When I think of a submarine-based film, the first word that comes into mind is “danger.” It’s a natural for the setting. We’re talking about a setting where those onboard are in a dark, claustrophobic environment, one where the slightest problem can result in death. Such an environment can bring out unpredictable sides of people, which is where Black Sea finds its niche. Black Sea starts off as a treasure hunt, but once the crew are under pressure, the film shifts into one where class warfare from the perspective of the working class comes into play.
Captain Robinson’s (Law) drive to bring a crew together to dive for lost Nazi treasure comes from desperation. After being laid off from his long-term job with an oil company, he finds himself broke and without his family. He agrees to lead the team, and a secret benefactor provides them with an old Russian sub. The team Robinson assembles consists of a combination of old friends and Russians who can understand the ship’s controls, as well as Daniels (McNairy), a representative of the benefactor.
The terms of the deal are dependent on the amount of gold found, to be split between the benefactor and the crew as Robinson sees fit. Against Daniels’ advice of giving the crew members a flat fee, Robinson decides to split the reward equally amongst the crew members. As Daniels notes, though, the men will start to turn on each other once they realize that the fewer men return from the trip, the more money they’ll stand to keep.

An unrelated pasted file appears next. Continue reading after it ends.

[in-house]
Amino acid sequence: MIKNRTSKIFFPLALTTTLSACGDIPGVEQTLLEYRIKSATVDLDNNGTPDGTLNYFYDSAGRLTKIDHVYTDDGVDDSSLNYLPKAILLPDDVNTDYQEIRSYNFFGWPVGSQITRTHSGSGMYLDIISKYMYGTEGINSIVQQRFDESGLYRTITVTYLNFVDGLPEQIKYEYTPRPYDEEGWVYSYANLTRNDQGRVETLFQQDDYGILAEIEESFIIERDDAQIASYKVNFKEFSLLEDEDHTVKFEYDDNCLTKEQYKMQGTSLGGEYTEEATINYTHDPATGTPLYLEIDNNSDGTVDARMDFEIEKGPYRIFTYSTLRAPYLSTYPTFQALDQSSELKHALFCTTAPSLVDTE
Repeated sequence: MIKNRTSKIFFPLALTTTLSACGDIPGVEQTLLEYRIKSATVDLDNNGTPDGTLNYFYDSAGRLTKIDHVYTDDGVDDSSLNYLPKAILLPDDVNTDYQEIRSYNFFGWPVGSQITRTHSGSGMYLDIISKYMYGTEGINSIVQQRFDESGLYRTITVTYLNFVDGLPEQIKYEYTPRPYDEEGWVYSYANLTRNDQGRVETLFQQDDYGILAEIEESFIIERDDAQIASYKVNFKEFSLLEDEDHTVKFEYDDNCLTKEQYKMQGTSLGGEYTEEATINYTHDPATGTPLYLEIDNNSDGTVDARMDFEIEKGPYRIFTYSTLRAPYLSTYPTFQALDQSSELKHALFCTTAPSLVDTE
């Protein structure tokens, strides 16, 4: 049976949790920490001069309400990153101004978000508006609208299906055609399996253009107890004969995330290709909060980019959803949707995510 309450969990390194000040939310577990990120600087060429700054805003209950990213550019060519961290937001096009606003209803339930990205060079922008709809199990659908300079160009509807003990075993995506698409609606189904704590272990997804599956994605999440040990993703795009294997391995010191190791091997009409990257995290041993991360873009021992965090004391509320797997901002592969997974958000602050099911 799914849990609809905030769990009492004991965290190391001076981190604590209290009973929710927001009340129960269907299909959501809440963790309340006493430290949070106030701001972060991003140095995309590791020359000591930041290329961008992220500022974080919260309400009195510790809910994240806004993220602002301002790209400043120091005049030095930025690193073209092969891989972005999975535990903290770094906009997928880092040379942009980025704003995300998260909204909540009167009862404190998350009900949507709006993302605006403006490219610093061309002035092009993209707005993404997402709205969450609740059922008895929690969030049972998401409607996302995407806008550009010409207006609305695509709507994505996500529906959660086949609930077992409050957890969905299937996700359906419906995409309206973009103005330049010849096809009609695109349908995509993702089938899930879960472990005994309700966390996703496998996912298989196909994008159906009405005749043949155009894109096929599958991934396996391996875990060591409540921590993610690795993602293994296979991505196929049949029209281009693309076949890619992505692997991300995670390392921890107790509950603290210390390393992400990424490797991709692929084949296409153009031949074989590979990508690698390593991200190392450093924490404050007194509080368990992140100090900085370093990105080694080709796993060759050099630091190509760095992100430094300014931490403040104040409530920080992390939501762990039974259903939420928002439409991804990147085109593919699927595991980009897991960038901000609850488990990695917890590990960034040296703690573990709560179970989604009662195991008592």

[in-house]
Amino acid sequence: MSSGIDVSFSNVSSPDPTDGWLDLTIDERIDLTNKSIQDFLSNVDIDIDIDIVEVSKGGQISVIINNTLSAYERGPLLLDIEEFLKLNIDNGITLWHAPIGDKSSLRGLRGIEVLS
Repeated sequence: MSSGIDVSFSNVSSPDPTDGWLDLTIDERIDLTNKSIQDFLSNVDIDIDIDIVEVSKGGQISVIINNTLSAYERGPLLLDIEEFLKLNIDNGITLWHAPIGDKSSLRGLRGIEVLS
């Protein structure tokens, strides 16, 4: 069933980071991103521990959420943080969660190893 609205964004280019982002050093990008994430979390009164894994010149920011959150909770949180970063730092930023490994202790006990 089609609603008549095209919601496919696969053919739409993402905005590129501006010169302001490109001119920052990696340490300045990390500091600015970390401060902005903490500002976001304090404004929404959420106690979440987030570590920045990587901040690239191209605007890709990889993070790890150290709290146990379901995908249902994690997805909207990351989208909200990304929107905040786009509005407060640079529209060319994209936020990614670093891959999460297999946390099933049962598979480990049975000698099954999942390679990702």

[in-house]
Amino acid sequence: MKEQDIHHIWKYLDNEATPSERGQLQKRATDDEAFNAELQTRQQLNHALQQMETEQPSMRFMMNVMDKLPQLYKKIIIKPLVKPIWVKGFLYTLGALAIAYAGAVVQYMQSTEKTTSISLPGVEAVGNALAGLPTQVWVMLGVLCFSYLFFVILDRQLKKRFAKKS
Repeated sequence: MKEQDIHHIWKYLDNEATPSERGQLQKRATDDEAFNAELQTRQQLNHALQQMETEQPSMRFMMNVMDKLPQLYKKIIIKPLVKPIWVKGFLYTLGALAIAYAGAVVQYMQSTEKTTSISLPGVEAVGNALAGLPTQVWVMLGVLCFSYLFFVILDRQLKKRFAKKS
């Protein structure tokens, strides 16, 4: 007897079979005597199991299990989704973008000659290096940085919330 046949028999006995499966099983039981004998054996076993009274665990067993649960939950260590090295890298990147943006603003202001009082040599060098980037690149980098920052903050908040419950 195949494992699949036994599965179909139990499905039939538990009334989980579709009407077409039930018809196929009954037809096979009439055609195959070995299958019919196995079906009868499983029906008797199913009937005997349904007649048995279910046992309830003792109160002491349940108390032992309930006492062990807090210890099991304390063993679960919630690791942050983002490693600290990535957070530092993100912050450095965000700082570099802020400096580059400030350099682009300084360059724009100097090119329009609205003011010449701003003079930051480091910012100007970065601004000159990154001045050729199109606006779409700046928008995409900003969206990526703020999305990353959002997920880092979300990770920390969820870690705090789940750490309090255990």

With a few exceptions, the British portion of the crew is largely indistinguishable from one another – the exceptions are the psychopathic Fraser and young buck Tobin. The Russians get less attention, mostly relegated to the background or providing tension with the Brits. The tension between the two has nothing on the tension between the crew as a whole and those responsible for their predicament.
Regardless of background, every crew member is on board because they are desperate, and they’ve been driven to desperation by a system that has used and discarded them. They are diving for the promise of treasure, a treasure they aren’t guaranteed, and the dangers they face aren’t ones a person with any sense of security would risk. When the idea of potentially claiming a larger share is added into the equation, Daniels’ idea of a flat fee makes more sense. Greed is a powerful force to begin with; for someone with nothing, it can make a person crazy. They might die trying to gain wealth, but it’s not like life would be manageable without any money. Throw in a risky, tightly contained environment, and the results are combustible.